Donk Bets

Learn what poker donk betting is, and how to use the right donk betting strategies when playing out of position. Also understand how to play against a donker.

Donk-betting is a type of poker bet that gets a bad rap, and for good reasons. For most players, it’s better for your win-rate to never donk at all than to take on the risk and effort to do it properly.

But what is a donk bet, and should you ever do it?

What is a Donk Bet

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A donk bet is when the out-of-position player (who acts first) bets out when they weren’t the aggressor on the previous street.  

This goes against the flow of the action and denies the previous street’s aggressor the opportunity to make a continuation bet.

If there was no aggressor on the previous street then it’s not a donk bet. It’s just taking the betting lead.

For example, if it’s a limped pot there is no pre-flop raiser and so no aggressor to donk into on the flop. Or if the preflop raiser checks behind on the flop then it’s not a donk bet if you bet out on the turn. Again, there is no aggressor from the previous street.

And if you are in-position, you cannot donk bet – because you act last.

Donk betting is generally seen as a bad idea, hence the name – which comes from the derogatory poker term of “donk” or “donkey” for a bad player that does stupid things.

In the hierarchy of poker players, the donk is even lower than the fish! But as we shall see, there are times where it is theoretically correct to donk-bet.

What’s Wrong With Donking Anyway?

Donking isn’t bad because it’s a breach of protocol, or because bad players love to do it. In fact, donk betting can be the theoretically correct play in certain scenarios.

In practice though, not donk-betting is almost always the better strategy.

If you check to the previous street’s aggressor, you get to see what they will do, and information is king in poker.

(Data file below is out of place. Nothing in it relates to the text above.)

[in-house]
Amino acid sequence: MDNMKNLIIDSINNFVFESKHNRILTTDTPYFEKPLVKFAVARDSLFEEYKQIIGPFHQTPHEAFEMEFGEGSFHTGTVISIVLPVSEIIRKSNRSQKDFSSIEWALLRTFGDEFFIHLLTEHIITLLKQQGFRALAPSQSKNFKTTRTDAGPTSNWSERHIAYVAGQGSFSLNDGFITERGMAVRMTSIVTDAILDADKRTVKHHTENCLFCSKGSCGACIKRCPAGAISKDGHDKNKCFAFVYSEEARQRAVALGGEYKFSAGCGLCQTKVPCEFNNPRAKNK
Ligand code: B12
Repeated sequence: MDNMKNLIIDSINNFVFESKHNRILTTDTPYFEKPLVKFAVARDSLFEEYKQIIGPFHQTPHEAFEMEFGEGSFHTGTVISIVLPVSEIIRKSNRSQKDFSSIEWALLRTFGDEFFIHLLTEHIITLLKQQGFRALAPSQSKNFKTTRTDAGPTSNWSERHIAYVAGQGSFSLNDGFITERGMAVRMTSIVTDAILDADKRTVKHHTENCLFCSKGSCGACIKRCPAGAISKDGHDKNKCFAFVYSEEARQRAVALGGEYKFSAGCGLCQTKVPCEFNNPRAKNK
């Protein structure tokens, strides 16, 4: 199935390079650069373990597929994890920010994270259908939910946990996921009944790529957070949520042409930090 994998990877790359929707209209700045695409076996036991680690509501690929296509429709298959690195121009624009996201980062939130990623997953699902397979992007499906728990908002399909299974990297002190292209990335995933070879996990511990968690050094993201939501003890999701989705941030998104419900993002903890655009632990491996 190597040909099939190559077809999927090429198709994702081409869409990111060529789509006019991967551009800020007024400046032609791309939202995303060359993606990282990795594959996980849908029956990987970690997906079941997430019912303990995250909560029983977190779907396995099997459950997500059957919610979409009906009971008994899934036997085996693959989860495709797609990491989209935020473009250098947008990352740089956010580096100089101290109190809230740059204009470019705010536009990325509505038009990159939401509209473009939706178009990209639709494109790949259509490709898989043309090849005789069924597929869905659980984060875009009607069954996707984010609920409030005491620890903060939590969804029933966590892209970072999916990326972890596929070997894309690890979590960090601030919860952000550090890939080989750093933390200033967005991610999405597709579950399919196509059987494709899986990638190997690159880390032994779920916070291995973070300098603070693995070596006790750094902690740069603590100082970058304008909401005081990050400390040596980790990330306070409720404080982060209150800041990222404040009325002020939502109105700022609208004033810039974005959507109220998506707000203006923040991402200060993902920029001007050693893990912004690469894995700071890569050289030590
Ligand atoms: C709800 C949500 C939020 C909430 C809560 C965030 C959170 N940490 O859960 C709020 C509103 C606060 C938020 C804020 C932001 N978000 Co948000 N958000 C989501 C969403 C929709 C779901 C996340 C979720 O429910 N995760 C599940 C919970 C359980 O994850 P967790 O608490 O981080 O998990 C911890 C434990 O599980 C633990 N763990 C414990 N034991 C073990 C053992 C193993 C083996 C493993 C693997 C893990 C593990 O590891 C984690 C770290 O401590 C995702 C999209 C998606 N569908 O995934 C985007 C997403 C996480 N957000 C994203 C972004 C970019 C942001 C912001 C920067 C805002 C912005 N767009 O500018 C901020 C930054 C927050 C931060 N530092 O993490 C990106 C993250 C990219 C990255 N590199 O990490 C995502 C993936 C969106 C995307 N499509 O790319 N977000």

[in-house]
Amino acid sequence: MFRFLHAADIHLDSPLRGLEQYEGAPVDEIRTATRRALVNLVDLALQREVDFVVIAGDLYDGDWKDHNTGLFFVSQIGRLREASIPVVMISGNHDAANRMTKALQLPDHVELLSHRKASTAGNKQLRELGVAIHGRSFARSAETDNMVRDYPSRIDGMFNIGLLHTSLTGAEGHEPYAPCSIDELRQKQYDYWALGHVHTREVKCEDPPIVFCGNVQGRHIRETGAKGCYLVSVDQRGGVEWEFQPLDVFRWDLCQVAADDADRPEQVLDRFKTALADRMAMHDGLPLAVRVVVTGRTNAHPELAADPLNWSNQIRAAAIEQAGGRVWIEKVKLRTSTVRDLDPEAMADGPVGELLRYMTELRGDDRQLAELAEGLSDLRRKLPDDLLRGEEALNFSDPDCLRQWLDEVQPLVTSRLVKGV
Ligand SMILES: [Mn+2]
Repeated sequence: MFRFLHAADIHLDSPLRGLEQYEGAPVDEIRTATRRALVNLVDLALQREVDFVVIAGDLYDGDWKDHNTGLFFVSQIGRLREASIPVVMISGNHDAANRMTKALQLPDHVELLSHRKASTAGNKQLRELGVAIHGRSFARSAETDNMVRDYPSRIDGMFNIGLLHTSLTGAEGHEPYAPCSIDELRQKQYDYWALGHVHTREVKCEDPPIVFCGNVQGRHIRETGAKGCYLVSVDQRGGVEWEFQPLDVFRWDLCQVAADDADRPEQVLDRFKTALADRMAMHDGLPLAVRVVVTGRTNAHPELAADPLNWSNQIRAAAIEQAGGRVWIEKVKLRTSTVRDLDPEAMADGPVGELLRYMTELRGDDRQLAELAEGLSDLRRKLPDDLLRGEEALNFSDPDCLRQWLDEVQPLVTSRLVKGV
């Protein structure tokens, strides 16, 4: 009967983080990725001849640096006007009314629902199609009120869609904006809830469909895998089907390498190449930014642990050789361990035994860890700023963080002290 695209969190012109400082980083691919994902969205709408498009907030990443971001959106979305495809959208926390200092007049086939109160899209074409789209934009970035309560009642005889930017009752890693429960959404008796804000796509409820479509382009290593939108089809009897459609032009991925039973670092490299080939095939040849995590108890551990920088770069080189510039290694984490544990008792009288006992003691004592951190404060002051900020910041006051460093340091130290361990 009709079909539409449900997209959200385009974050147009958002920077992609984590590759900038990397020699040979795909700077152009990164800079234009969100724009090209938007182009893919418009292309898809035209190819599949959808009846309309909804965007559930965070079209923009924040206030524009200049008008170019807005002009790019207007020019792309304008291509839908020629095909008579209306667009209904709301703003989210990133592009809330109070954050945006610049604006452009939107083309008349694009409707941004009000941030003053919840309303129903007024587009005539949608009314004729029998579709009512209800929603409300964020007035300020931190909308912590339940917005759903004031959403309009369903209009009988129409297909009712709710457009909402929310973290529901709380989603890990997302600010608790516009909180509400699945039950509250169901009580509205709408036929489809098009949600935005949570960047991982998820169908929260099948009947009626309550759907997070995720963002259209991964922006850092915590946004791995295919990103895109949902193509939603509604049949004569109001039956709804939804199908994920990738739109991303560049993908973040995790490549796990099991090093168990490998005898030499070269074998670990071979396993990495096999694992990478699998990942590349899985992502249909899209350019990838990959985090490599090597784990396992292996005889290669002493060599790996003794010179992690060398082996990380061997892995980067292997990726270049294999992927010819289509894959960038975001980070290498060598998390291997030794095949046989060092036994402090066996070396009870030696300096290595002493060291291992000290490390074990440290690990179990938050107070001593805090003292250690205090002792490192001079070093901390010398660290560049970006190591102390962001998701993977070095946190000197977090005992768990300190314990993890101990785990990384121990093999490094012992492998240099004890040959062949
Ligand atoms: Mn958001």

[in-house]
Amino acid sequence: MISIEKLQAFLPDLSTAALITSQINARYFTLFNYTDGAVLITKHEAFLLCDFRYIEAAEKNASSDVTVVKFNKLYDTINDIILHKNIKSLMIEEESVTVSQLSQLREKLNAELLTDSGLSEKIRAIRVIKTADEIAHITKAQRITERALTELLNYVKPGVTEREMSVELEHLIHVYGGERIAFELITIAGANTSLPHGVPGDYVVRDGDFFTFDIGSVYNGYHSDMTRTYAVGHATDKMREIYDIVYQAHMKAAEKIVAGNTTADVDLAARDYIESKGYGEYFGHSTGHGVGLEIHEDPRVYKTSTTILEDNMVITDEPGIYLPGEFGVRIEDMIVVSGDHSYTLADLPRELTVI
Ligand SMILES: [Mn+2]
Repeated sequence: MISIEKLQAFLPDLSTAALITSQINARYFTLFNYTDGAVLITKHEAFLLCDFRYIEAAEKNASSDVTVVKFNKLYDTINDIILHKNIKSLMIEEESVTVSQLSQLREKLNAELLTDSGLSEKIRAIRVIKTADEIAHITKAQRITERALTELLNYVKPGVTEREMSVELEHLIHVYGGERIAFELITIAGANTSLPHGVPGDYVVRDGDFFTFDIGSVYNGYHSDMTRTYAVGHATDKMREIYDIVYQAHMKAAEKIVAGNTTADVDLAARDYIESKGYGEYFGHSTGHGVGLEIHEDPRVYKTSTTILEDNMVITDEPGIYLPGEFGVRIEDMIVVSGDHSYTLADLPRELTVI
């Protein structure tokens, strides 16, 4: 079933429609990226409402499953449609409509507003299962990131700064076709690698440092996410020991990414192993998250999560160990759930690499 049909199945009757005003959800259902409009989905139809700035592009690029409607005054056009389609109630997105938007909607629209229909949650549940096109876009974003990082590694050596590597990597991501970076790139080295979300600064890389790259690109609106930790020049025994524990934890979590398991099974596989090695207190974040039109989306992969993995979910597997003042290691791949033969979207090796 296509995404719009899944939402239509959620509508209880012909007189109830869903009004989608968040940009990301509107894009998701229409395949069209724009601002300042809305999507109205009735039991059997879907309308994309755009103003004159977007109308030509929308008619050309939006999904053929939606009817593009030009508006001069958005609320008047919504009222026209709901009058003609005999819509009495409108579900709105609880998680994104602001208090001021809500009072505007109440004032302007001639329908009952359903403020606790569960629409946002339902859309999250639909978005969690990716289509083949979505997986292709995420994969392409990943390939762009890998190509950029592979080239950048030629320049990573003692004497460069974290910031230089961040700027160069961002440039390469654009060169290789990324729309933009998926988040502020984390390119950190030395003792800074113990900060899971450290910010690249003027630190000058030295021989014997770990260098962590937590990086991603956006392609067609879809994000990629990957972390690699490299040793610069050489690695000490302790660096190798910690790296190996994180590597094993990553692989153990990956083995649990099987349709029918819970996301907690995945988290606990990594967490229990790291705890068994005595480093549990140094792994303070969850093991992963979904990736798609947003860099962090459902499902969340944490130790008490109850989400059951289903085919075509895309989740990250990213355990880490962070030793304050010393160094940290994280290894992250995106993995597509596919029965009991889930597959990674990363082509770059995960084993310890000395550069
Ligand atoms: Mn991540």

If they continuation bet, you get to close the action on that street – you can fold and save yourself money, you can check/raise and build the pot, or you can call and see the next card/showdown.

And if they don’t c-bet then you have learned something about their hand.

If you donk into them, then you have immediately cost yourself the price of that bet. If they raise you, you are in an awkward situation. If they call, you get no information about their hand – they could be trapping you with a monster hand! And if they fold, they’ve saved themselves a c-bet that you could have won by check/raising them.

Donking allows your opponent to fold out their bluffs and continue with their strong hands. You want them to bluff and continue with weak hands!

Most boards (community cards) will favor the aggressor’s range of possible holdings and this means it’s silly to bet on them when you are at a disadvantage.

Donk betting just complicates everything. If you check 100% of your hands, then your opponent has no way of reading your hand before they decide to make a C-bet.

But if you donk with some hands and check with others then you are splitting your range of hands into two, and that gives your opponent something to work with. Donk betting makes your game easier to read, and that makes you easier to exploit.

The stronger your donking range, the weaker your checking range will be. And the weaker your donking range, the more you are building up a pot when you are behind and out of position.

Donk Bets Aren’t Always Bad – But They Are Hard to Do Right

Despite all these reasons and despite the name, donk bets aren’t always terrible. It’s possible to create a perfectly balanced donking/checking range and then donk exploitatively.

But in practice, it’s really difficult to incorporate donk bets into your overall strategy without making your game unbalanced and exploitable.

The mistakes you make donking will be often more expensive than any potential gain from donking perfectly.

It’s extremely easy to lie to yourself that you are donk-betting in a balanced fashion – and extremely difficult to actually do it.

Importance of Position